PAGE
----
As our little buddies over at Gawker pointed out–is this the kind of scoop that Nick Denton redesigned for?–some children get very expensive haircuts. They quote a particularly odious example in Los Feliz called La La Ling Salon, which advertises “trendy designer haircuts, hair styling (think spray-on hair color and hair tinsel) and kiddo-friendly beauty services, including funky nail design and glitter tattoos.” From La La Ling’s website:
Getting a haircut is a momentous experience for any child… and it doesn’t have to be mayhem and tears. Rest assured, crying is sparse, and mullets and bowl-cuts forbidden at La La Ling, a salon that is happy, bright, modern, and most of all… fun!
These businesses aren’t necessarily news to me, as I live in occupied Cozys Cuts for Kids territory. There are three of these $50-a-pop cutcutters on the Upper East and Upper West side. I’ll say this for them: they manage to look enough like a toy store from the outside that my kids actually beg to be let in when we walk past.
But we do not go in. My children may be on the path to yuppie ruin for a thousand other reasons, but at least they get their hair cut where a kid should: in the fucking living room.
I mean, seriously. Have our relationships with our kids become so distant, so mediated by commerce, that we can’t even groom them ourselves? That’s what a haircut is for any kid who’s not actively trying to get laid: grooming. It’s like cutting fingernails, making sure they wash behind the ears. Should we say fuck it and start looking for a baby-bathing salon?
I can see the ads now: “Does your child fidget in the tub? Are you tired of all the tears and screaming when you wash their hair? Well, now you can just bring them down to BabyBath salon, where bright, modern stylists will bathe your child–no tears!–while they watch all the latest Nickelodeon hits on Hulu!”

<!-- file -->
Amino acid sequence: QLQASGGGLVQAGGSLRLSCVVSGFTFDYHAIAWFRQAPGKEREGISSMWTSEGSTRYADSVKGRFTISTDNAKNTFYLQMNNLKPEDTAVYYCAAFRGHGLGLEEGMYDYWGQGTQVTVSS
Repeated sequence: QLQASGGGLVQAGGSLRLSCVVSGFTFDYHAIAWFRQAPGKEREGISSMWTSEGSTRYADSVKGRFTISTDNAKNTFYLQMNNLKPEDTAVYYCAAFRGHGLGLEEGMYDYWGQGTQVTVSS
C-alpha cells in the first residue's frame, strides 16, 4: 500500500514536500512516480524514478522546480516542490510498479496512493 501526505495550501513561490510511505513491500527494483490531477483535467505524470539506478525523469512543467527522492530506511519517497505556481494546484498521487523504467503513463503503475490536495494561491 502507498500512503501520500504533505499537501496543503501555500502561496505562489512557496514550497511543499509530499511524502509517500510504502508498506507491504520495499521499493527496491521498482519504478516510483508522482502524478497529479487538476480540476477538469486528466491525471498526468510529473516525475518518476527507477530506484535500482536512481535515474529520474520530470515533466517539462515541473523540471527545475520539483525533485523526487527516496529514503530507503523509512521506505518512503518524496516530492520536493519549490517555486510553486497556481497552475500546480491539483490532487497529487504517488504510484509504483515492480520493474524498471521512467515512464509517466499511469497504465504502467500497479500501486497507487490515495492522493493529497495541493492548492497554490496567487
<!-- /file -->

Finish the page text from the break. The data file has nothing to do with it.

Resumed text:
I know there are some of you out there who think that children need nice haircuts. And my wife, who does the cutting, spends a fair amount of time making sure her work is at least symmetrical. But in general, the nicer your kid’s hair, the bigger an ass they look like. Because no matter how spiky/glittery/Biebery your little kid’s hair, they’re still going to stick their fingers in their nose, and run around in public places shouting MY BUTT ITCHES. Your dreams of creating a perma-chic kid are doomed from the outset.
Besides, in your vanity and foppishness, you’re really no better than the parents of those kids with the permed mullets–the sorry kids whose pictures go viral every once in a while. Sure, those kid-mullet photos are funny in a hey-lets-laugh-at-poor-people way, but they’re also funny because you know that the parents really cared about how their kid’s hair looked, because you know, that mullet and perm takes time. Just like little Declan’s faux-hawk.
The part that I find most odious about all of it is that it tries to push up the age where kids start being valued for aesthetic reasons. I mean, I am no fan of the awkward teen. They should be shunned and mocked. I was an awkward teen, and I accepted my ostracism like a man. But the awkward four-year-old with the shitty haircut? That’s different. They’re worthy of love. I mean, four years is not that far removed from those amazing newborn months where you love this incredibly weird looking pupae based at least 50% on its musty little newborn smell.
That’s my big problem with beauty salon for kids. Children are beautiful as they are. Leave ’em alone.